Studies have found that occupants complain in four out of ten building spaces about thermal comfort, health and safety. As people spend 90% of their time indoors, having a healthy indoor environment is important. The COVID-19 virus has raised the issue of healthy indoor environments higher than ever.
So, what are the characteristics of high-quality indoor air? Plainly said, one cannot smell, feel, see or hear high-quality indoor air. It is neutral in a very sense, which makes it hard for HVAC professionals to sell.
Indoor air quality refers to the air quality within and around buildings and structures, especially as it relates to the health and comfort of building occupants. Having good indoor air quality is paid in the Nordic hemisphere with heating energy. Buildings use about 40% of the energy consumption of the society. However, energy consumption accounts for roughly one per cent of building management costs, so if your task is to save money, you should look at other factors, such as ensuring occupant satisfaction.
Within the broad topic of indoor air quality, we at Kapacity.io look especially at thermal comfort. Thermal comfort is the sensation of an individual to sense the thermal environment. Since the early days of conditioning mechanically buildings, thermal comfort studies have focused on defining the temperature ranges that make people feel thermally neutral, that is, to avoid occupant discomfort. However, even in the well-accepted indoor temperature range of 20-24°C, occupant can experience thermal discomfort.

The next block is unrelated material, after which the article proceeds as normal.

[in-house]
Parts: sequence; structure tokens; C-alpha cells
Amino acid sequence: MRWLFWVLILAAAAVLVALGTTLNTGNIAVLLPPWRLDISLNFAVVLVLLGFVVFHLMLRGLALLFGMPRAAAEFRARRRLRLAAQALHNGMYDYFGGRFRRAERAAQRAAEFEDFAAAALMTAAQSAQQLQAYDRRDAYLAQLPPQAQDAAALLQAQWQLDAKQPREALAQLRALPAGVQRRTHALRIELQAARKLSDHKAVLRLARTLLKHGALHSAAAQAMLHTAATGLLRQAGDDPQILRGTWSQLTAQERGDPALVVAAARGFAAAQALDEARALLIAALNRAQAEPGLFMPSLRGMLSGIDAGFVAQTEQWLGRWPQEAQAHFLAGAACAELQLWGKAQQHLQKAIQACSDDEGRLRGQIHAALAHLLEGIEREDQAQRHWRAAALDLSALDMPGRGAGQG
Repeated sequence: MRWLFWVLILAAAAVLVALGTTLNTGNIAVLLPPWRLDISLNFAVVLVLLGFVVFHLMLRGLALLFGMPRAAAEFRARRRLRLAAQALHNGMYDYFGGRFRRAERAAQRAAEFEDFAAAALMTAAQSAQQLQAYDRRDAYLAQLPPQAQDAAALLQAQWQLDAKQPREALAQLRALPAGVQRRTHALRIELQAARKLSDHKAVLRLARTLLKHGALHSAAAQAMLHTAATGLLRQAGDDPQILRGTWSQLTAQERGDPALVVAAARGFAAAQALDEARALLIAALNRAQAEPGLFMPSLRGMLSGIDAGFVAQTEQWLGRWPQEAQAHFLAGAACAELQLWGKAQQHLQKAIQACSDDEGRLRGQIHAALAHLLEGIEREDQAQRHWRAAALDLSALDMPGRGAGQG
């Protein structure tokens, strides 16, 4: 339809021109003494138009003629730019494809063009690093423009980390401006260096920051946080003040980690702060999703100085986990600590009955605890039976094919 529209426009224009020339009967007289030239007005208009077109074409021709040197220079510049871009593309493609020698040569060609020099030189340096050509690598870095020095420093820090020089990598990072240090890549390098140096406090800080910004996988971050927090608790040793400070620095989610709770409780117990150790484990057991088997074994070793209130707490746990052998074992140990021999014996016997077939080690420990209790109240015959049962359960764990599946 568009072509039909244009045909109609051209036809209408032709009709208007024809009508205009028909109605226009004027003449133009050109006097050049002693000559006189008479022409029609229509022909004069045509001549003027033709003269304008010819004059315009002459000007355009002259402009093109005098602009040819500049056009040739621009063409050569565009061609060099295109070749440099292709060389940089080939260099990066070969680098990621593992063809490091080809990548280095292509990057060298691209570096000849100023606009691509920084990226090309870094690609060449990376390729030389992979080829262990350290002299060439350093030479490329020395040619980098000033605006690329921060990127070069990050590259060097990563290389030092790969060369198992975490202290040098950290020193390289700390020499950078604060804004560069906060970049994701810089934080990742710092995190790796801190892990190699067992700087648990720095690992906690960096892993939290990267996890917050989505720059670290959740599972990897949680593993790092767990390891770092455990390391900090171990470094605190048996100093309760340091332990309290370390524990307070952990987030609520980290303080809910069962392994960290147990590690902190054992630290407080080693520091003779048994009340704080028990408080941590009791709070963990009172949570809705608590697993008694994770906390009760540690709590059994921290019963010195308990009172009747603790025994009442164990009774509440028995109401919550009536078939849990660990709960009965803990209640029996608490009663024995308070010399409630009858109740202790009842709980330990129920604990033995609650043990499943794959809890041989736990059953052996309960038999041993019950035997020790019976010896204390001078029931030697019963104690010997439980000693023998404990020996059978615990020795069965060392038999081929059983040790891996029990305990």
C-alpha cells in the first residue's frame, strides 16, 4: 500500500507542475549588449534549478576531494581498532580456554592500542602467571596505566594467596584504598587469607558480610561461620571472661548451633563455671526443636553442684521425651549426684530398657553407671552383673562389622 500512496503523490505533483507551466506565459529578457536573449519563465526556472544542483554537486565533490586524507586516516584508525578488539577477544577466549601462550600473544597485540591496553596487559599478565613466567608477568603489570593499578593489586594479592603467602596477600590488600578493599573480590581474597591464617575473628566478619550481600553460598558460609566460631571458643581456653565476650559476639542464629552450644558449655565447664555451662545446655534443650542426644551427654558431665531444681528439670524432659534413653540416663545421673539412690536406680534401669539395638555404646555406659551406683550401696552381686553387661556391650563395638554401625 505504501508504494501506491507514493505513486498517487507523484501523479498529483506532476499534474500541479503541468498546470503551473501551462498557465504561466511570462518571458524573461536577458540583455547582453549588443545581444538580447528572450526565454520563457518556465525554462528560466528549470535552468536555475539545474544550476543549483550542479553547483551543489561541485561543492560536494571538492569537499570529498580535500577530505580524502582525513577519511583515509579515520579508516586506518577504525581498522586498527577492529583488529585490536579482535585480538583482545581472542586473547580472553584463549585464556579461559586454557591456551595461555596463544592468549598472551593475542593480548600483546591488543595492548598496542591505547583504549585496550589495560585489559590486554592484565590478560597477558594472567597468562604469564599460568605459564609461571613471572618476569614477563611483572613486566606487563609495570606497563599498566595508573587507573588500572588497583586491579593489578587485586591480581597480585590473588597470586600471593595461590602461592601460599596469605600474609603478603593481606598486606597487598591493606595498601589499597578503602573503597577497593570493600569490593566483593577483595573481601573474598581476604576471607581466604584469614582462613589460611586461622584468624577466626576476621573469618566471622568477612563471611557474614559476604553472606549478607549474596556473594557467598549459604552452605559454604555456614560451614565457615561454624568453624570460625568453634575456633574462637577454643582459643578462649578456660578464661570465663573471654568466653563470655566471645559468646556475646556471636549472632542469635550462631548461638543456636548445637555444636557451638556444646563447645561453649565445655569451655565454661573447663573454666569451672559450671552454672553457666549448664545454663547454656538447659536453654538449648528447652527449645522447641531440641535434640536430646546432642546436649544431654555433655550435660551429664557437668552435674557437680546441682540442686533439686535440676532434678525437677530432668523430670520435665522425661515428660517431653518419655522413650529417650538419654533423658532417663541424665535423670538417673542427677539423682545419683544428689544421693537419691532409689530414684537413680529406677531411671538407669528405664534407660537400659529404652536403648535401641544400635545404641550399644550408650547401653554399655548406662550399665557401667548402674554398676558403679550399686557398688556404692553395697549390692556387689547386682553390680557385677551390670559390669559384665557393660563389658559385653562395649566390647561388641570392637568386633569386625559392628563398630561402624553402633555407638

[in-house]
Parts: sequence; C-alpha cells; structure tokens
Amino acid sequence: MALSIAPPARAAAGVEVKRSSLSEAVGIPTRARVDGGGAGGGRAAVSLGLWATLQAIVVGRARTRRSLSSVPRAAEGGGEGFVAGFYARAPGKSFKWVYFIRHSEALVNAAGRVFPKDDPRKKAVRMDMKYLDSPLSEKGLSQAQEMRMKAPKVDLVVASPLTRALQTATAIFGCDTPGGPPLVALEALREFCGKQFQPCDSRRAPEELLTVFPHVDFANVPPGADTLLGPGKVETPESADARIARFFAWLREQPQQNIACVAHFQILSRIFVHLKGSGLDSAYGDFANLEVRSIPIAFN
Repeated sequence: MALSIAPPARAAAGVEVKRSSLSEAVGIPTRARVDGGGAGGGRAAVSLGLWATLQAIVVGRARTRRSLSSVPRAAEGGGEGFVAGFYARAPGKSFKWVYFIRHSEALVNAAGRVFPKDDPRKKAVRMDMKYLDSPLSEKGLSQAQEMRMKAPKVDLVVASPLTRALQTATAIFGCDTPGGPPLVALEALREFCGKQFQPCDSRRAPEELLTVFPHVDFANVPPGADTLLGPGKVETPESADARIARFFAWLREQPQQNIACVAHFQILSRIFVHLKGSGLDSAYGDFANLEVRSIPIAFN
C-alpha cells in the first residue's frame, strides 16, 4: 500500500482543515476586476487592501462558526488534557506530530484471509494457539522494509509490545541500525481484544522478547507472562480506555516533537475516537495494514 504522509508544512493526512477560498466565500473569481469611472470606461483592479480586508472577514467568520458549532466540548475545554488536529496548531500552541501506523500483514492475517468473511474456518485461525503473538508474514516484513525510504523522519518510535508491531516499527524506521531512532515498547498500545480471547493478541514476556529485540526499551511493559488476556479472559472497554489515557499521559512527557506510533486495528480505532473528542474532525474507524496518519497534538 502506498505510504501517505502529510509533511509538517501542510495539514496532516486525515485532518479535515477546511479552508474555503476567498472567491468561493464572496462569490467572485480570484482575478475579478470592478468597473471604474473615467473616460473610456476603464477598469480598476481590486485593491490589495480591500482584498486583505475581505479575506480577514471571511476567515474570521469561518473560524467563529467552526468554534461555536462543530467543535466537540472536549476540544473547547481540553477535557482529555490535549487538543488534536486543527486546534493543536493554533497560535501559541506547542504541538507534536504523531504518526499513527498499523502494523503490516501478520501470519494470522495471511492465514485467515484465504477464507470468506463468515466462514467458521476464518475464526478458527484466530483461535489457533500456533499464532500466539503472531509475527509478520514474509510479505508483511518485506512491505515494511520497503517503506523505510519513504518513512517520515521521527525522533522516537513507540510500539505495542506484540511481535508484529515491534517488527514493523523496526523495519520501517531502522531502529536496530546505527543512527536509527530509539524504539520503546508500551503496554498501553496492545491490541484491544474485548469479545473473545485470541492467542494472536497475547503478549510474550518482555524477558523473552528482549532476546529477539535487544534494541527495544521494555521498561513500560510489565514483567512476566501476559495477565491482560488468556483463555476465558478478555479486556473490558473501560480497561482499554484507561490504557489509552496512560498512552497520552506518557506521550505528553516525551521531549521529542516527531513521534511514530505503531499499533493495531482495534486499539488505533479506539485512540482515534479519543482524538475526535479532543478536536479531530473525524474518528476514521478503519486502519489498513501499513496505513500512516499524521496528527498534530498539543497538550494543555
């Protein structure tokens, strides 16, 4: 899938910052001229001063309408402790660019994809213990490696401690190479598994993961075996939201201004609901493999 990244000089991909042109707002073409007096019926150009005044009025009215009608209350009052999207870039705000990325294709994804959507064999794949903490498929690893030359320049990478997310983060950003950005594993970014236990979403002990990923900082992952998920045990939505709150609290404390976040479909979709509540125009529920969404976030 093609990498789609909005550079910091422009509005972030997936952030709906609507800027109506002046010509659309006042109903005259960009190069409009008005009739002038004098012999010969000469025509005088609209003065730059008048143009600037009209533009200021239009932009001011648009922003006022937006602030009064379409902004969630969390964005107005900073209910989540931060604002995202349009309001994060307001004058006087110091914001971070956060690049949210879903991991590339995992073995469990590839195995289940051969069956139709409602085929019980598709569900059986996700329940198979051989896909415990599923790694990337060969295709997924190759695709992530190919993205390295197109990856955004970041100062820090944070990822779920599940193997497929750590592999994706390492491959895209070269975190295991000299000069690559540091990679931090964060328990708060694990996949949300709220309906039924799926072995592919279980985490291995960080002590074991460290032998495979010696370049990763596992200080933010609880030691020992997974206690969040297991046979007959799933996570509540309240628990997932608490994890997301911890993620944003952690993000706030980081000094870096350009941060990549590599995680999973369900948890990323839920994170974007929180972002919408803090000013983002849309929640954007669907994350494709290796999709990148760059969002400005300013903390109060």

Studies suggest a new perspective to thermal comfort, looking at asymmetry and transience as more than just a disturbance of neutrality (Zhang 2008). Advances in building IoT infrastructure and user interface technologies enable us an unprecedented ability to improve comfort and reduce energy cost. Based on this, we develop software that takes occupant feedback into account when designing an optimal control strategy in the building.
In the next blog post, I will enlighten you on our vision on feedback-based thermal comfort control. If you want to discuss this topic more in detail, be in touch!
Zhang, H., D. Kim, E. Arens, E. Buchberger, F. Bauman, and C. Huizenga, 2008. Comfort, Perceived Air Quality, and Work Performance in a Low-Power Task-Ambient Conditioning System, CBE Summary Report, April. 45 pp. Available at: https://escholarship.org/uc/item/5j8071wn